WASHINGTON — A federal judge on Friday dismissed a lawsuit against Obama administration officials for the 2011 drone-strike killings of three U.S. citizens in Yemen, including an al-Qaida cleric.
U.S. District Judge Rosemary Collyer said the case raises serious constitutional issues and is not easy to answer, but that “on these facts and under this circuit’s precedent,” the court will grant the Obama administration’s request.
The suit was against then-Defense Secretary Leon Panetta, then-CIA Director David Petraeus and two commanders in the military’s Special Operations forces.
Permitting a lawsuit against individual officials “under the circumstances of this case would impermissibly draw the court into ‘the heart of executive and military planning and deliberation,’” said Collyer. She said the suit would require the court to examine national security policy and the military chain of command as well as operational combat decisions regarding the designation of targets and how best to counter threats to the United States.
“Defendants must be trusted and expected to act in accordance with the U.S. Constitution when they intentionally target a U.S. citizen abroad at the direction of the president and with the concurrence of Congress,” said Collyer. “They cannot be held personally responsible in monetary damages for conducting war.” The lawsuit sought unspecified damages.
Hina Shamsi, director of the ACLU National Security Project, called it a “deeply troubling decision that treats the government’s allegations as proof while refusing to allow those allegations to be tested in court.”
“The court’s view that it cannot provide a remedy for extrajudicial killings when the government claims to be at war, even far from any battlefield, is profoundly at odds with the Constitution,” said Shamsi, one of the attorneys who argued the case.
At oral arguments last July, the judge challenged the Obama administration’s position repeatedly, pointedly asking “where was the due process in this case?” for the now-dead U.S. citizens targeted in the drone attacks. When an administration lawyer said there were checks in place, including reviews done by the executive branch, Collyer said “No, no, no, no, no,” declaring that “the executive is not an effective check on the executive” when it comes to protecting constitutional rights. But in Friday’s ruling, it was clear that the administration’s arguments had a strong impact on the judge, who was appointed by President George W. Bush.
The government argued that the issue is best left to Congress and the executive branch, not judges, and that courts have recognized that the defense of the nation should be left to those political branches.
Anwar al-Awlaki’s classification as a key leader raises fundamental questions regarding the conduct of armed conflict, Collyer’s 41-page opinion stated. The Constitution commits decision-making in this area to the president, as commander in chief, and to Congress, the judge said.
U.S.-born al-Qaida leader al-Awlaki and Samir Khan, an al-Qaida propagandist, were killed in a drone strike in September 2011. Al-Awlaki’s 16-year-old son, Abdulrahman, was killed the following month.
The lawsuit was filed by Nasser al-Awlaki — Anwar’s father and the teen’s grandfather — and by Sarah Khan, Samir Khan’s mother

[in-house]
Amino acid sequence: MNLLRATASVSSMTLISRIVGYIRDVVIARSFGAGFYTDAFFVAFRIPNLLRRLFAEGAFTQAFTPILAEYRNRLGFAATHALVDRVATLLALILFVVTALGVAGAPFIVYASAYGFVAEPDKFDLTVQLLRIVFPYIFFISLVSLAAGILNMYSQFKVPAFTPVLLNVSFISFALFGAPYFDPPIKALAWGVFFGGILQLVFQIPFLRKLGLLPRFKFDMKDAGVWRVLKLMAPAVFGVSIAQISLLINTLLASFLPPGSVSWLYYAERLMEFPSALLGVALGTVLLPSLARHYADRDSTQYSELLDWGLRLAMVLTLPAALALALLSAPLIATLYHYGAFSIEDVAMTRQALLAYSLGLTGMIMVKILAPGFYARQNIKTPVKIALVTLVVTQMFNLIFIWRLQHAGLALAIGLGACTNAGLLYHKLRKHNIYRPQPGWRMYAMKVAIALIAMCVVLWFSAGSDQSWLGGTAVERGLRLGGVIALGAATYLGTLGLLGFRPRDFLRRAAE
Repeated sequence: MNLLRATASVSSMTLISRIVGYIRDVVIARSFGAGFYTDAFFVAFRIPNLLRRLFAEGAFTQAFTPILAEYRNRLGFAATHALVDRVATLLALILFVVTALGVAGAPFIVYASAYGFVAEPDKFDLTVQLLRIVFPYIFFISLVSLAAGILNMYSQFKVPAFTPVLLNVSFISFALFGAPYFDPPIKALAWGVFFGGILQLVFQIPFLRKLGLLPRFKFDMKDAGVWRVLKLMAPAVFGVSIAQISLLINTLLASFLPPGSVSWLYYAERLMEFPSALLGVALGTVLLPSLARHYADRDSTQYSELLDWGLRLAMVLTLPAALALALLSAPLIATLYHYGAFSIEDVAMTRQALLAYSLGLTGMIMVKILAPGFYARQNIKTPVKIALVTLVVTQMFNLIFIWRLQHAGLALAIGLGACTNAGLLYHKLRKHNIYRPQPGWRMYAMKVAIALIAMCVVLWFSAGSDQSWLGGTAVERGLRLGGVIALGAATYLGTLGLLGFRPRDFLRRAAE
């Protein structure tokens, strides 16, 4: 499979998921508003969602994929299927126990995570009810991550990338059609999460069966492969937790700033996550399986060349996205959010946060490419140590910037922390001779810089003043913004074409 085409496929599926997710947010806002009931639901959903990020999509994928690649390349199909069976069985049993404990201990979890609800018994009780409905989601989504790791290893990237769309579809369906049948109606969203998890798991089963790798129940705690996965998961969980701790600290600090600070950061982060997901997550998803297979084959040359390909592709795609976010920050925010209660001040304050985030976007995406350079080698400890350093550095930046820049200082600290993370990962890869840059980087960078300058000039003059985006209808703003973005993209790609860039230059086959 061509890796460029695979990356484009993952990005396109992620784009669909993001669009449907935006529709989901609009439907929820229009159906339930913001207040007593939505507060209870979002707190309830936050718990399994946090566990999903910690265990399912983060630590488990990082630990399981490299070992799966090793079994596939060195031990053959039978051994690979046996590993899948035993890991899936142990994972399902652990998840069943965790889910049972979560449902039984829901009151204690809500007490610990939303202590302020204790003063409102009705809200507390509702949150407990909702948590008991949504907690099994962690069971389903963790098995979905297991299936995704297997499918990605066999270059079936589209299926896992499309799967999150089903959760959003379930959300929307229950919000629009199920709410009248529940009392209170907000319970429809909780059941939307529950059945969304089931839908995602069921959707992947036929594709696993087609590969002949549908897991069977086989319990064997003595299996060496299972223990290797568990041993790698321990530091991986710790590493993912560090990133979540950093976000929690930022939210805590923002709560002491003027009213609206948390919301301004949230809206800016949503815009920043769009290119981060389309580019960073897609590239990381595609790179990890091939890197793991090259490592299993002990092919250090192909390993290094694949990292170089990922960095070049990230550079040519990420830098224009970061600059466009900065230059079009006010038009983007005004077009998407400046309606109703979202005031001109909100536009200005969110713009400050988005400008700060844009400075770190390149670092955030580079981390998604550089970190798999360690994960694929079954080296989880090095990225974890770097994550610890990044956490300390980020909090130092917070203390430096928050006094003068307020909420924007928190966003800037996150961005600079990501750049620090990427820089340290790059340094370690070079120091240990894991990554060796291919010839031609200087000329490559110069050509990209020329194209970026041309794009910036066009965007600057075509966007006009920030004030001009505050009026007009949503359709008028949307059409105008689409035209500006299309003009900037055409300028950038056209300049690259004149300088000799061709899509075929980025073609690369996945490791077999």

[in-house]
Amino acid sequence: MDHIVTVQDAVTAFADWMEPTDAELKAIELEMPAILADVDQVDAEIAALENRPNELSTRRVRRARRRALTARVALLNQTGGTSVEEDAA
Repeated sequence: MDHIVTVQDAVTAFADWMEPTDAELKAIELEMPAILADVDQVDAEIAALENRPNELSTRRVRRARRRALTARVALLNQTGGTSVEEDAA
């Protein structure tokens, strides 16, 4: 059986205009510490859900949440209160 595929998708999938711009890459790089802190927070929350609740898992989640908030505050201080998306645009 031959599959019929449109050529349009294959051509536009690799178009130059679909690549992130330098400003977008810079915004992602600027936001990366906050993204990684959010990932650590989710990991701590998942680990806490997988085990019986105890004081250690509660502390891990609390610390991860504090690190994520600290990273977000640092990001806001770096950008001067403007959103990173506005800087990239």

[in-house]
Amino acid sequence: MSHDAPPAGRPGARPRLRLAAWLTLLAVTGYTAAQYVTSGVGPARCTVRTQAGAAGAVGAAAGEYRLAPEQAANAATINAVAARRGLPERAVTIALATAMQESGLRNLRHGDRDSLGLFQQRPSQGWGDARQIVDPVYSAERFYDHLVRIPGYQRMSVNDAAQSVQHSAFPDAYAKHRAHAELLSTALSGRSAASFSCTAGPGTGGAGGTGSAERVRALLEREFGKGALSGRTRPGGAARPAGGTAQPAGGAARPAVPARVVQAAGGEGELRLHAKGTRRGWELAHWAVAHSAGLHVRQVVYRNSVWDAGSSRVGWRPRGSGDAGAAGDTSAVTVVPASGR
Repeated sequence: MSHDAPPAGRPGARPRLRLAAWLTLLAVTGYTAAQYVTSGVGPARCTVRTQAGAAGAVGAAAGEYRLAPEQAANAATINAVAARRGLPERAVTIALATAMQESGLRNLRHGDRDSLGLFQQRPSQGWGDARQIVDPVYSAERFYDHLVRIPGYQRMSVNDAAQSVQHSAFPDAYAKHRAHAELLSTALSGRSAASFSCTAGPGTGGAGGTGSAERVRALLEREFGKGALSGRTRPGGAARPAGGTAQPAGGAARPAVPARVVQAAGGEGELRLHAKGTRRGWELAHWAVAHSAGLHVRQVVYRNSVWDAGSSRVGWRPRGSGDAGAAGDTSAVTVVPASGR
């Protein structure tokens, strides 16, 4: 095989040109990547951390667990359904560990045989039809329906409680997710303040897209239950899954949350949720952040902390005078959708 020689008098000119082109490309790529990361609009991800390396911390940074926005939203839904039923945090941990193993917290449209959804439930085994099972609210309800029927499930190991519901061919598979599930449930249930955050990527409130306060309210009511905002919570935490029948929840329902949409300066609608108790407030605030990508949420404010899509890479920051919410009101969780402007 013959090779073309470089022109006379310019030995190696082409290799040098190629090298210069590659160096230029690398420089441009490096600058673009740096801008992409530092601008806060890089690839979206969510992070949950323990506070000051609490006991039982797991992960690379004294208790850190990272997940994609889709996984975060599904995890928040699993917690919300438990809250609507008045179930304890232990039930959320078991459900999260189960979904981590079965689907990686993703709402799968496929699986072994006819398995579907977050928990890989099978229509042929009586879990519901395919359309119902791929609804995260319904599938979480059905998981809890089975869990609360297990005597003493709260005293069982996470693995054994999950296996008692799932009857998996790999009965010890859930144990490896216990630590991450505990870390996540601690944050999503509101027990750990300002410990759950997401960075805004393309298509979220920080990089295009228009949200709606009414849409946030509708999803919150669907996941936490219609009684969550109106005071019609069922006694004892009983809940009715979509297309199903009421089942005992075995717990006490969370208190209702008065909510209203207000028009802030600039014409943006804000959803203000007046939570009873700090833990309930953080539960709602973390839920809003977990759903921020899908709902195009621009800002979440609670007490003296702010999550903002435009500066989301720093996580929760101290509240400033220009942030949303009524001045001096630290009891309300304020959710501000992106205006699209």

Al-Awlaki had been linked to the planning and execution of several attacks targeting U.S. and Western interests, including a 2009 attempt on Christmas Day on a Detroit-bound airliner and a 2010 plot against cargo planes.
“The fact is that Anwar al-Awlaki was an active and exceedingly dangerous enemy of the United States, irrespective of his distance, location, and citizenship,” said Collyer. “As evidenced by his participation in the Christmas Day attack, Anwar al-Awlaki was able to persuade, direct, and wage war against the United States from his location in Yemen, without being present on an official battlefield or in a hot war zone.”
She said that the U.S. government moved against al-Awlaki as authorized by the defendants and she said the officials acted in accordance with the Authorization for Use of Military Force, which was enacted by Congress after the attacks of Sept. 11, 2001.
Also impacting the outcome was the type of lawsuit, commonly known as a Bivens action, which seeks to hold liable individual officials as opposed to being a legal action against an entity. Bevens actions have a high legal hurdle to meet in order to survive.
“Allowing plaintiffs to bring a Bivens action against defendants would hinder their ability in the future to act decisively and without hesitation in defense of U.S. interests,” Collyer said.
“Although it gave this court pause, a plaintiff’s U.S. citizenship has not affected the analysis of Bivens special factors by the circuit courts,” she added.
“The Supreme Court has never suggested that citizenship matters to a claim under Bivens,” said Collyer’s opinion, quoting from a federal appeals court case.
The Obama administration argued that the lawsuit should be thrown out based on the political question doctrine, which excludes from judicial review controversies revolving around policy choices to be resolved by Congress or the executive branch.
Collyer disagreed, saying that the powers granted to the executive and Congress to wage war and provide for national security does not give them carte blanche to deprive a U.S. citizen of his life without due process and without any judicial review.